And while mechanical ABS was first used in the incredible all-wheel-drive, front-engined Ferguson P99 Formula One car, it wasn’t until Chrysler introduced it to a production car. Their new system – “the first computer-operated, anti-skid braking system to be offered on an American car” – was offered as an option on their 1971 Imperial. Roll on 1988 and the BMW K100 became the world’s first motorcycle available with anti-lock brakes as an option – a ‘tiny’ 10+ kilogram chunk of hardware bolted onto the swingarm that was larger than a standard battery, prone to being grabby, and actually increased braking distance! This plus the pulsing through the lever was enough to give more than a few riders a tightening of the sphincter. And as a result, the system was mocked by many, for many a year.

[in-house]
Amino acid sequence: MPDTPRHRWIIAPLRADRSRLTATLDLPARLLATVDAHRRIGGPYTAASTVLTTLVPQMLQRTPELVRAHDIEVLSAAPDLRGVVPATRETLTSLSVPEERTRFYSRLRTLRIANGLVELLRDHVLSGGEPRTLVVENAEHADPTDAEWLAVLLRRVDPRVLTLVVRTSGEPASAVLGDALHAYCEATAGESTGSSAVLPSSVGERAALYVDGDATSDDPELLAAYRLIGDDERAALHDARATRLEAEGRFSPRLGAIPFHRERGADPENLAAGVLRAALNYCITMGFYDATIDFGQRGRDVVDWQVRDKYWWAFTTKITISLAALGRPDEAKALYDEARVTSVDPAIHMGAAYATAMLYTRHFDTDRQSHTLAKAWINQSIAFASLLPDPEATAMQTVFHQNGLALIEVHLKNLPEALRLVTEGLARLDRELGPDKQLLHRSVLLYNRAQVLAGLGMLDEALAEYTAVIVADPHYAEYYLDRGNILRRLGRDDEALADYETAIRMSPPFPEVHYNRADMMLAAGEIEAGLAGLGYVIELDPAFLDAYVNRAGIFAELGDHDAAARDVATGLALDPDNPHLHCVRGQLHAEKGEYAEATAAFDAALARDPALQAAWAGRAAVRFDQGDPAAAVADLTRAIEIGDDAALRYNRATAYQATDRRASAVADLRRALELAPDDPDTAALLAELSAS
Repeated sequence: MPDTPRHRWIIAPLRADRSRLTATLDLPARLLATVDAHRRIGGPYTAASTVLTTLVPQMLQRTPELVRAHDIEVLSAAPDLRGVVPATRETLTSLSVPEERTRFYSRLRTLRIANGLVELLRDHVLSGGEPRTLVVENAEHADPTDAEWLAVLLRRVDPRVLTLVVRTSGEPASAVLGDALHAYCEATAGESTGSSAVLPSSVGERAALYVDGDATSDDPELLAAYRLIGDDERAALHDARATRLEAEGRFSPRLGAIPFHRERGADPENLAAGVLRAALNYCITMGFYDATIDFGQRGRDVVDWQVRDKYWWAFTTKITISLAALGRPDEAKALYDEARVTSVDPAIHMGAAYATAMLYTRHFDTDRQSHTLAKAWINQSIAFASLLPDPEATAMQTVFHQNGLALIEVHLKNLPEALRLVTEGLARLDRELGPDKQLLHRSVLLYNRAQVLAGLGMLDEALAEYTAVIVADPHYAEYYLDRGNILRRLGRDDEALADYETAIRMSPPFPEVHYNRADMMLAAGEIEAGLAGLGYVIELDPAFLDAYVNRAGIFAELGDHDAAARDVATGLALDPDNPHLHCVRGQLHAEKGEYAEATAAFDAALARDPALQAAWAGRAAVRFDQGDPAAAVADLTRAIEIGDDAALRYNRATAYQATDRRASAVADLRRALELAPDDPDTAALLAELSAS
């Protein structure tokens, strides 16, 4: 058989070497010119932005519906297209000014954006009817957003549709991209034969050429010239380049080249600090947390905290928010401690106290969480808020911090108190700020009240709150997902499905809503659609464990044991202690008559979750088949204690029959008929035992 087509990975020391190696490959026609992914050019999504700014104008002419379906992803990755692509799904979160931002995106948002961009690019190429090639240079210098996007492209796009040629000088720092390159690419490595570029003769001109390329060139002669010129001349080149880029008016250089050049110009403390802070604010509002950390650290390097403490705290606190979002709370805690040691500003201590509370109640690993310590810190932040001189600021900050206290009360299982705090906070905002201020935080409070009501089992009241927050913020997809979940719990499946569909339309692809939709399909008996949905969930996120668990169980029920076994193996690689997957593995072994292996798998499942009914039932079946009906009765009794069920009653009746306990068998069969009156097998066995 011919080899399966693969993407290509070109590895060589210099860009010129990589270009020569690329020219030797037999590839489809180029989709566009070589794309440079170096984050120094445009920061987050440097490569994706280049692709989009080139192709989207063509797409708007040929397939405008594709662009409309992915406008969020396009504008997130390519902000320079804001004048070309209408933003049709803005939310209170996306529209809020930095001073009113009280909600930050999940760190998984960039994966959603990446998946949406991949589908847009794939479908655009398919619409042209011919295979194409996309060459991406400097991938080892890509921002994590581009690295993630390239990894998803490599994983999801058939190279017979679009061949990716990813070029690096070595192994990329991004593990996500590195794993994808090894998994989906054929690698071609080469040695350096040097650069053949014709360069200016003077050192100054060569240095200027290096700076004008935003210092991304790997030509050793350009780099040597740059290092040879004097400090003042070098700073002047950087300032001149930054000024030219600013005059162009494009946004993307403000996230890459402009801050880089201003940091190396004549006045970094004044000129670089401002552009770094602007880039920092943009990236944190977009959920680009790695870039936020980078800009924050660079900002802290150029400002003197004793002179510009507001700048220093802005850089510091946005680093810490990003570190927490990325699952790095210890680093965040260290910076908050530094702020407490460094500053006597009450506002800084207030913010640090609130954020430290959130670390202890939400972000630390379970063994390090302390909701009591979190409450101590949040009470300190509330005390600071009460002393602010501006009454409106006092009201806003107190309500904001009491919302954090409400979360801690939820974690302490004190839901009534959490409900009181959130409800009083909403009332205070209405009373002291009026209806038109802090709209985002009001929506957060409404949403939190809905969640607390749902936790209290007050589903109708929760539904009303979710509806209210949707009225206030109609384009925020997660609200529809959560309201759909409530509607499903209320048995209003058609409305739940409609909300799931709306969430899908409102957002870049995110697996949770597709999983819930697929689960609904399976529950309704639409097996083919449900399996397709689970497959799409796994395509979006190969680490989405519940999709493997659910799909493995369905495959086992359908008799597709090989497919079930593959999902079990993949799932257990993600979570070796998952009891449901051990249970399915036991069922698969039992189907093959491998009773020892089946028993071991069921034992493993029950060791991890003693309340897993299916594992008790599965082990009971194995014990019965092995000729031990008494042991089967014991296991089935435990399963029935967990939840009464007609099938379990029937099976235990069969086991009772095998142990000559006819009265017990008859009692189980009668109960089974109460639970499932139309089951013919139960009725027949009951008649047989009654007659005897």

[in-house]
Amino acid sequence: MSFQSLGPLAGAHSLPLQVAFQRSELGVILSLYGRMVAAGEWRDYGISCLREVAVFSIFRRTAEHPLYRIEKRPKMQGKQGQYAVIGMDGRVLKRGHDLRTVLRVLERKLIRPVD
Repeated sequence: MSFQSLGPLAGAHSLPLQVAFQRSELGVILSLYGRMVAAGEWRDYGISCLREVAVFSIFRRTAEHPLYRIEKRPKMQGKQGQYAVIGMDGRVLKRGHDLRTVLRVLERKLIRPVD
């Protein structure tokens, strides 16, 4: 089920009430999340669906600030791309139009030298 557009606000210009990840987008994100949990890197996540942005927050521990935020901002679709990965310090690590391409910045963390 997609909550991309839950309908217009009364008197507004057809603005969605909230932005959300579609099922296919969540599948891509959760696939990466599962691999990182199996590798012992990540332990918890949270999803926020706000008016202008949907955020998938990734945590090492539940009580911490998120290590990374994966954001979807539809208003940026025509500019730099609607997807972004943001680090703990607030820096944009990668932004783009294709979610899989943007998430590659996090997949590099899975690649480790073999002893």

Back then, the development focus was on making the hardware smaller, lighter and able to respond quicker. Eventually, sensors evolved and were stuck everywhere. Front and rear wheel speed, suspension stroke, brake pressure and (with the advent of ride-by-wire throttles) fuelling systems were soon all being monitored.

Roll on 2009, when Bosch developed an ABS unit specifically for motorcycles – not one that was simply retro-fitted from the car world – and it’s here we really started to see some huge advances in the way the system coped with real-world scenarios. And far from just marketing hype, our own Monash University, back in 2015, published a report finding that in Australia, motorbikes (larger than 125cc) fitted with ABS resulted in a 33% reduction of all injuries in sensitive crash types and a 39% reduction in severe injuries in these crashes. So, it was tech worth its weight in gold.